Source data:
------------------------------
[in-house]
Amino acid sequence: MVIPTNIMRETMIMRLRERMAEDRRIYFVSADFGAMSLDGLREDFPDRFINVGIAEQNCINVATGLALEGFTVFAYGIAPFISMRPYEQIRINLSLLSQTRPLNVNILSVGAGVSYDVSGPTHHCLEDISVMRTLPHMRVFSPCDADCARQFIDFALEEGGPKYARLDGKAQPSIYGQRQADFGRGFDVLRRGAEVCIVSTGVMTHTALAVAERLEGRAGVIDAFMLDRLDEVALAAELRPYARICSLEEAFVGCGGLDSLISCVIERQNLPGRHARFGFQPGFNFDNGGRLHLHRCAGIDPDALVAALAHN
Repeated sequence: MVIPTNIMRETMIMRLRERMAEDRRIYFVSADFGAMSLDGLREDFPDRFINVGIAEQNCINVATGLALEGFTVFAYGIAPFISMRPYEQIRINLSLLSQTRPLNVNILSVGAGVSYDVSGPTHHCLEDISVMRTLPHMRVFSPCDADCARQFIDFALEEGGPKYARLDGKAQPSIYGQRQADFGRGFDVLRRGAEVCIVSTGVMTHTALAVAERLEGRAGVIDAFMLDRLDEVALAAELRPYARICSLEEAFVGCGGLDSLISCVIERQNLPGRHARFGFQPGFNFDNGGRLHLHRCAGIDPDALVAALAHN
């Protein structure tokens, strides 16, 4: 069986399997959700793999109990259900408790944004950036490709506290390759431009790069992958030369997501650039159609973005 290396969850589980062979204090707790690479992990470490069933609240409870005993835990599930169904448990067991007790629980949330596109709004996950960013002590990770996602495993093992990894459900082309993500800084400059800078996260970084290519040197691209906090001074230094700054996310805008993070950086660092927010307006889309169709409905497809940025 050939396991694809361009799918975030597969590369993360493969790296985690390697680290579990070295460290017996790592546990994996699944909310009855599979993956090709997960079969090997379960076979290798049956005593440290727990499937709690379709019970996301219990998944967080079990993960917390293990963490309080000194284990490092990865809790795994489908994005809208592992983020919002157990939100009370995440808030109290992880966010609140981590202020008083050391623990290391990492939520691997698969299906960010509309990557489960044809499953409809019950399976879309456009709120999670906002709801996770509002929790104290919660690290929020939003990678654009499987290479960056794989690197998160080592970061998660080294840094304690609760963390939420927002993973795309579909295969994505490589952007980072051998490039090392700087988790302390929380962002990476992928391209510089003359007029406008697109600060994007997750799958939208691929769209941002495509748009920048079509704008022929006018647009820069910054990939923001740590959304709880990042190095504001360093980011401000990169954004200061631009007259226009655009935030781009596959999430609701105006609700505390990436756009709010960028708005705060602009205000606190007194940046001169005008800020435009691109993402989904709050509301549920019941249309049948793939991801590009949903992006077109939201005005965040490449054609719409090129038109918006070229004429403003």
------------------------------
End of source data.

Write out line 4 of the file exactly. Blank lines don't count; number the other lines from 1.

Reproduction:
């Protein structure tokens, strides 16, 4: 069986399997959700793999109990259900408790944004950036490709506290390759431009790069992958030369997501650039159609973005 290396969850589980062979204090707790690479992990470490069933609240409870005993835990599930169904448990067991007790629980949330596109709004996950960013002590990770996602495993093992990894459900082309993500800084400059800078996260970084290519040197691209906090001074230094700054996310805008993070950086660092927010307006889309169709409905497809940025 050939396991694809361009799918975030597969590369993360493969790296985690390697680290579990070295460290017996790592546990994996699944909310009855599979993956090709997960079969090997379960076979290798049956005593440290727990499937709690379709019970996301219990998944967080079990993960917390293990963490309080000194284990490092990865809790795994489908994005809208592992983020919002157990939100009370995440808030109290992880966010609140981590202020008083050391623990290391990492939520691997698969299906960010509309990557489960044809499953409809019950399976879309456009709120999670906002709801996770509002929790104290919660690290929020939003990678654009499987290479960056794989690197998160080592970061998660080294840094304690609760963390939420927002993973795309579909295969994505490589952007980072051998490039090392700087988790302390929380962002990476992928391209510089003359007029406008697109600060994007997750799958939208691929769209941002495509748009920048079509704008022929006018647009820069910054990939923001740590959304709880990042190095504001360093980011401000990169954004200061631009007259226009655009935030781009596959999430609701105006609700505390990436756009709010960028708005705060602009205000606190007194940046001169005008800020435009691109993402989904709050509301549920019941249309049948793939991801590009949903992006077109939201005005965040490449054609719409090129038109918006070229004429403003």